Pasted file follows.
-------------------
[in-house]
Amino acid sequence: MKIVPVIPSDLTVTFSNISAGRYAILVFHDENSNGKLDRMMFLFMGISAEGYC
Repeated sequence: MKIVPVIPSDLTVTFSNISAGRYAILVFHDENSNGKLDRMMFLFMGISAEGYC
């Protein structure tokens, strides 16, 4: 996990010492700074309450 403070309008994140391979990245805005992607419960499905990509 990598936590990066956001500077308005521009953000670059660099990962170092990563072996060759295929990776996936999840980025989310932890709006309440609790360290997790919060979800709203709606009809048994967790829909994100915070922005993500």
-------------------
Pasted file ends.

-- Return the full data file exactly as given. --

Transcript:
[in-house]
Amino acid sequence: MKIVPVIPSDLTVTFSNISAGRYAILVFHDENSNGKLDRMMFLFMGISAEGYC
Repeated sequence: MKIVPVIPSDLTVTFSNISAGRYAILVFHDENSNGKLDRMMFLFMGISAEGYC
């Protein structure tokens, strides 16, 4: 996990010492700074309450 403070309008994140391979990245805005992607419960499905990509 990598936590990066956001500077308005521009953000670059660099990962170092990563072996060759295929990776996936999840980025989310932890709006309440609790360290997790919060979800709203709606009809048994967790829909994100915070922005993500």